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The ethics of stem cell research

Yale Medicine Magazine, 2001 - Spring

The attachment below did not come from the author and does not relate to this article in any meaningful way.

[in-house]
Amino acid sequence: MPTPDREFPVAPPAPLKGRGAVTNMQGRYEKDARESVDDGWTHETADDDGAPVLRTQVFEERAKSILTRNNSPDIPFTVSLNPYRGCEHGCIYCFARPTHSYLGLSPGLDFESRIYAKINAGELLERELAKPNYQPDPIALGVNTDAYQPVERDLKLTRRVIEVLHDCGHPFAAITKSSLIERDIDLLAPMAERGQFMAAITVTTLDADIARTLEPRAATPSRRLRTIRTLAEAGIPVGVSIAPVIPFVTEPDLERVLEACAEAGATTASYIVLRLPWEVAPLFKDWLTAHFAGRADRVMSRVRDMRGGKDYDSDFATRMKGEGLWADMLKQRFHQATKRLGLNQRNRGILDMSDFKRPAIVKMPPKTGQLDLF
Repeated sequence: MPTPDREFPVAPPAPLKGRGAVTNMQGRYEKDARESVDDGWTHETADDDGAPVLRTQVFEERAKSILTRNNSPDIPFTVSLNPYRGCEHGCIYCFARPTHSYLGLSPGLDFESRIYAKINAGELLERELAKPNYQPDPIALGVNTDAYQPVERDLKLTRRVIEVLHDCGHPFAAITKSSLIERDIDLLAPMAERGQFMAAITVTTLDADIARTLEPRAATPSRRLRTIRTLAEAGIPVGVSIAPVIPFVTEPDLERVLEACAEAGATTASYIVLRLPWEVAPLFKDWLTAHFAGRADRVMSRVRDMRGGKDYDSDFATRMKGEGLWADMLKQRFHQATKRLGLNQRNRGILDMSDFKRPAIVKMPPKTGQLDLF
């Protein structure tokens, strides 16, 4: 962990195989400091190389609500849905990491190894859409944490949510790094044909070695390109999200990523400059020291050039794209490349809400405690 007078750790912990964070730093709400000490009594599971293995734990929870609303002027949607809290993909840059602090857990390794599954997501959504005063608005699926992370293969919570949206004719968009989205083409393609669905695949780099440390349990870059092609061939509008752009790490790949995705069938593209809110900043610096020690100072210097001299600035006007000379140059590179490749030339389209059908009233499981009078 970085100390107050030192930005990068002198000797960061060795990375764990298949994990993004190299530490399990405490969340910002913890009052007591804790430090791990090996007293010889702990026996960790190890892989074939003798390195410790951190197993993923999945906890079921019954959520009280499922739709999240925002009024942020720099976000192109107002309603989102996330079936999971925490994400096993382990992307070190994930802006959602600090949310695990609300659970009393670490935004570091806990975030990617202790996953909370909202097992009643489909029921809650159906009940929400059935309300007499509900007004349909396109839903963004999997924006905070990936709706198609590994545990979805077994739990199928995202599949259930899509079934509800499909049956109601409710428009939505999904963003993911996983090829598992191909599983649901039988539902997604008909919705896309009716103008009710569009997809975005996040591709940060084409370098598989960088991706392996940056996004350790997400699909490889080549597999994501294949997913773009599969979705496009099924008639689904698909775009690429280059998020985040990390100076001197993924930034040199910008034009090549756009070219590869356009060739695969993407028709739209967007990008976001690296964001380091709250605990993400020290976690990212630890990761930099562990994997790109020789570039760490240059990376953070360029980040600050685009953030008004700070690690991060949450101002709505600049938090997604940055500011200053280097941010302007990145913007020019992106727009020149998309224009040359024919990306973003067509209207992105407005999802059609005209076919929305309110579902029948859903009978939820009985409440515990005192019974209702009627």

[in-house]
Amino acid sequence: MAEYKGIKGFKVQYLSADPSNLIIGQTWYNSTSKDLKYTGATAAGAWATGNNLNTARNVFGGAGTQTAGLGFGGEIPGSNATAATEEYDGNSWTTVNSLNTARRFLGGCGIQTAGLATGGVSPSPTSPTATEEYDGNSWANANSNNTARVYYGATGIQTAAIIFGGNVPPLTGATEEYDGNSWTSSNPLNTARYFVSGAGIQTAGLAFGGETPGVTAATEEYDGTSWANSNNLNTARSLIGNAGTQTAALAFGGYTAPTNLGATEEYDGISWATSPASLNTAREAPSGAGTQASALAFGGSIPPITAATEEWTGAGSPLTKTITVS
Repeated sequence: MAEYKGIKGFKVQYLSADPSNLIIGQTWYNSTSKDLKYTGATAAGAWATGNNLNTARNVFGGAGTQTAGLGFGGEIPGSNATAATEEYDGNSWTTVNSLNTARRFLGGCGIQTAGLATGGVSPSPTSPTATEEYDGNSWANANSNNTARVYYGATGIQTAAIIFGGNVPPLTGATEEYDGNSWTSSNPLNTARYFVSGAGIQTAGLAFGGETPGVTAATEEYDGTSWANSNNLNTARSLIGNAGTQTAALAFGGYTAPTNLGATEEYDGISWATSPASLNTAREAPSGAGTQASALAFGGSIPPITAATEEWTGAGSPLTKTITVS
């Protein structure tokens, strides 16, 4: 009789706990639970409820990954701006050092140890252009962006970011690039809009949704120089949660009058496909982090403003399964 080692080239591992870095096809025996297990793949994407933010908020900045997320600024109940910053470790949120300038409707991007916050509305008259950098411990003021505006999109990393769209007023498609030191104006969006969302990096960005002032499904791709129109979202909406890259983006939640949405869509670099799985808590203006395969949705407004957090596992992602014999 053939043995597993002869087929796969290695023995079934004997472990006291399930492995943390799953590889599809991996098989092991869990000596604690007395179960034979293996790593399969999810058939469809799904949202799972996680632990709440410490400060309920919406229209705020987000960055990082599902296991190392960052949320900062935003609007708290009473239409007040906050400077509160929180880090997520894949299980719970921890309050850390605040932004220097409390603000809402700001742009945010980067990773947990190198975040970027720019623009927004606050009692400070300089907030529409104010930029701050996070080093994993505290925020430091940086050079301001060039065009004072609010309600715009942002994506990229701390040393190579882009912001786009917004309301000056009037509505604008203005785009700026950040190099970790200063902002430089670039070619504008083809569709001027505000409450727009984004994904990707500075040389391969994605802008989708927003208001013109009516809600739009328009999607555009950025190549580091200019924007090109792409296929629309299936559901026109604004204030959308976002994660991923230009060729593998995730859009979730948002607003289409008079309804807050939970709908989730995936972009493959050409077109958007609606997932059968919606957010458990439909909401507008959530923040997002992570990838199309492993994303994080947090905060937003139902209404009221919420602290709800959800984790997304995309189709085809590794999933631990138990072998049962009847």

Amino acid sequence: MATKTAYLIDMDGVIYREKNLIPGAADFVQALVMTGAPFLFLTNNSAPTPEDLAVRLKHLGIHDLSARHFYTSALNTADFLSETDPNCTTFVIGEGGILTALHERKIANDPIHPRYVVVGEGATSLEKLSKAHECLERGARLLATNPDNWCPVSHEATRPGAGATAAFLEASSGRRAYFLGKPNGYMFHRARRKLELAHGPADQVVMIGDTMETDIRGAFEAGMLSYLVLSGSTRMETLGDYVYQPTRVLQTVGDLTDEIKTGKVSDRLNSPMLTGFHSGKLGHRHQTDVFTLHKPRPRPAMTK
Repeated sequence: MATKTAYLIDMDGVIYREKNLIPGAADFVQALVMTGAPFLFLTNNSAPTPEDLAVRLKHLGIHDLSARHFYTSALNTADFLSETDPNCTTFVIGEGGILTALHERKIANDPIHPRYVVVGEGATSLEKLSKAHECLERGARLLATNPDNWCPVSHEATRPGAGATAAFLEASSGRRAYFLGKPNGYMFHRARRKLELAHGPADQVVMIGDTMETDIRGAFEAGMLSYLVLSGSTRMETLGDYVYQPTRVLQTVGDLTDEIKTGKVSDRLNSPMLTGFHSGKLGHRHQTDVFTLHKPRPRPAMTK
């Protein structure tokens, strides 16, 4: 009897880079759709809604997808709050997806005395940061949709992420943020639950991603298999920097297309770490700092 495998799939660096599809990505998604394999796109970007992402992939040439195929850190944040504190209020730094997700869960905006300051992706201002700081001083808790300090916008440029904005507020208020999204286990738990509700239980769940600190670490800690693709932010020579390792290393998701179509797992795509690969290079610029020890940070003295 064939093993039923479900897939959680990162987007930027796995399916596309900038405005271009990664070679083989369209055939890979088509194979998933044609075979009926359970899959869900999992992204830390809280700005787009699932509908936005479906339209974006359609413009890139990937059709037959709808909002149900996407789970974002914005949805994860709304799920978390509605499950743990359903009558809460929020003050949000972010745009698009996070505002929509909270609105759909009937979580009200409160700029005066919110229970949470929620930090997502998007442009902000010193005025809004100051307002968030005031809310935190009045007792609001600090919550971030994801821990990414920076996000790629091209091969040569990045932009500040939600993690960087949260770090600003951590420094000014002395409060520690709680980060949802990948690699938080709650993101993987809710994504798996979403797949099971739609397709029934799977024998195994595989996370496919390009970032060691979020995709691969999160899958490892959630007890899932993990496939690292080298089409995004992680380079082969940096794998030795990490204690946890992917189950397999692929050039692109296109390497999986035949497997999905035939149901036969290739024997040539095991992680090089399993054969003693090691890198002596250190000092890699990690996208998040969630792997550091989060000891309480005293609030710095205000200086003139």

In 1838, before publishing his theory that tissue is made up of tiny particles he called cells, German physiologist Theodor Schwann sought permission outside the realm of science. “He asked the religious authorities whether it was OK,” said Ronald D.G. McKay, Ph.D., chief of the laboratory of molecular biology at the National Institute of Neurological Disorders and Stroke, where he studies stem cell differentiation. “The current controversy over stem cells,” said McKay at a meeting of the Medical School Council last fall, “is nothing new.” Embryonic stem cells offer the promise of cures for such diseases as Alzheimer’s and Parkinson’s, but they must be extracted from embryos that are destroyed in the process. “For certain people,” said McKay, “if you take cells out of an early embryo you commit an act of ethical impropriety. We have people who might benefit from these cells, and that is another moral issue. There is no way of moving forward without making ethical decisions.”